The moral of the 2011 Porter Cup is that Patrick Rodgers has big time heart.

When the last group in Saturday’s final round approached the turn, Rodgers seemed destined to be a 2011 subplot. He’d launched his second shot over the 9th green, leaving himself a long chip with no green to work with that eventually added up to a bogey and dropped him to 8-under. On the same hole, Rodgers watched Wesley Bryan cap a magical front nine 29 and move to 14-under. Six down to the hottest player on the golf course, Rodgers and title contention weren’t even in the same zip code.

He mailed his tee shot on the tenth hole to a wrong address as well, as it would eventually find the 11th tee box way to the left of his target line. The poor drive resulted in another bogey and a seven-shot deficit to boot. Rodgers’ caddie was ready to pack the clubs up and call it a day.

“I was starting to think about my trip home and how long it was going to be,” Rodgers’ caddie Tom Maples told reporters. “On hole 11, I even walked out in front of him before he hit his tee shot and found a shady tree to stick the bag down and stick my knee down and bury my head in my towel.”

Rodgers was anything but ready to head home though and he proved it by nearly carding a double eagle on the Par 5 11th. His tap in eagle brought him within 6 as Bryan also added a birdie. After the duo each earned pars on the Par 3 13th, Rodgers decided to rocket boost himself back near the top of the leader board with a second eagle in three holes. Coupled with a bogey from Bryan, Rodgers’ second eagle set up what would be a wild finish.

“At that point, I knew I was back in it,” Rodgers said.

He picked up another shot on the 14th when Bryan made bogey. Each golfer earned a par on the 15th. Then, Rodgers showed crazy guts by knocking it stiff on the 215-yard Par 3 16th and making birdie.  A par on the 17th hole put him at 12-under and in a tie for the lead afterBryan gave yet another shot back.

Fans walking the grounds had found all they could have asked for as the leaders took to the 18th tee. Rodgers and Bryan were knotted at 12-under. Paul Haley, who played in the final group but felt no need to strap his scorecard to a rollercoster all day, had steadily found his way to 11-under. His bogey on 17 is the only thing that kept the three from all being even atop the final tee deck.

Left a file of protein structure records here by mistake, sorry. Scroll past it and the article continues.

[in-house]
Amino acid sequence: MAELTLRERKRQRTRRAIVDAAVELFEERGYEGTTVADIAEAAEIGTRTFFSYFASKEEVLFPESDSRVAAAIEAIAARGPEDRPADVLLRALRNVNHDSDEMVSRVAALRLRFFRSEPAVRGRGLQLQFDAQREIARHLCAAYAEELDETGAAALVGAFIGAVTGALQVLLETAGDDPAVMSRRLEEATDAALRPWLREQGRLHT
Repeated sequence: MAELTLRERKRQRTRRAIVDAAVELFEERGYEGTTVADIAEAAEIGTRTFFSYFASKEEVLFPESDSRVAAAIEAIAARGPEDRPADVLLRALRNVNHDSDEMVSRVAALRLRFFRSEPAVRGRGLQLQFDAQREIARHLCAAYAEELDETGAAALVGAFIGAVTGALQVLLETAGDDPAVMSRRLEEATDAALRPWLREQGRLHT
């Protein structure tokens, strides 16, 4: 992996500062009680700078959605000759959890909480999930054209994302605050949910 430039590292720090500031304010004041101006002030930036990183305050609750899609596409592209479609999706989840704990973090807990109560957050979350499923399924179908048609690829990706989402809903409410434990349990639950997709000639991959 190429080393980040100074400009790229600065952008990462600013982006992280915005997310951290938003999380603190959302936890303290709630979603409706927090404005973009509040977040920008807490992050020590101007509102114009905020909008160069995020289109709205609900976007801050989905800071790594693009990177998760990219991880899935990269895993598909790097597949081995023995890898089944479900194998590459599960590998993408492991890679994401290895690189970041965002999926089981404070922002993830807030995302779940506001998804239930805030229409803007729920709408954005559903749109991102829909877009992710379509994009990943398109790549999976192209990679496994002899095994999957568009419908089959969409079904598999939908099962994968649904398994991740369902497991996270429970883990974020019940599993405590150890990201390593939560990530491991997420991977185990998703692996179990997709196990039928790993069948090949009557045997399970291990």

Then, the trio delivered pure theater on the Par 3 closing hole.

Haley stuck his tee shot to about 10 feet left of the pin. Rodgers threw his about 8 feet to the right of the stick.Bryan split the two and had about 7 feet back down the hill. All three would miss their putts, leaving Rodgers and Bryan to play 18 one more time. The groans of fans as they watched the birdie attempts role by the hole couldn’t mask the excitement they felt for the upcoming playoff.

Haley lead the playoff with a swing that looked nothing like the one he’d authored minutes earlier and his tee shot found the front bunker. Rodgers, with momentum on his side and seemingly endless guts, took aim and fired the ball to the center of the green. He gave Bryan no chance to extend the event with a par save by sealing shut one of the most dramatic Porter Cups in history with a birdie and a fist pump.

Rodgers, a 19-year-old freshman to be at Stanford, is the second straight Cardinal to win the Porter Cup. He follows up David Chung’s impressive victory in 2010.

More importantly, Rodgers makes his presence known as a fiery competitor with no quit. During the 9th and 10th holes, Rodgers looked destined to keep firing off wayward Titleists.  It takes more than just talent to come from 7 down on the back nine of a prestigious amateur golf event. It takes more than just pride to refuse to go away under such pressure and fire back with two eagles in three holes. Great performances like Rodgers’ can only be fueled by a special mix of fire, passion, guts, game and fearlessness.

Everybody knew Patrick Rodgers had game when he stepped to the first tee Wednesday morning. When he strolled off the 18th green for the second time Saturday, he’d also proved he had the heart to match.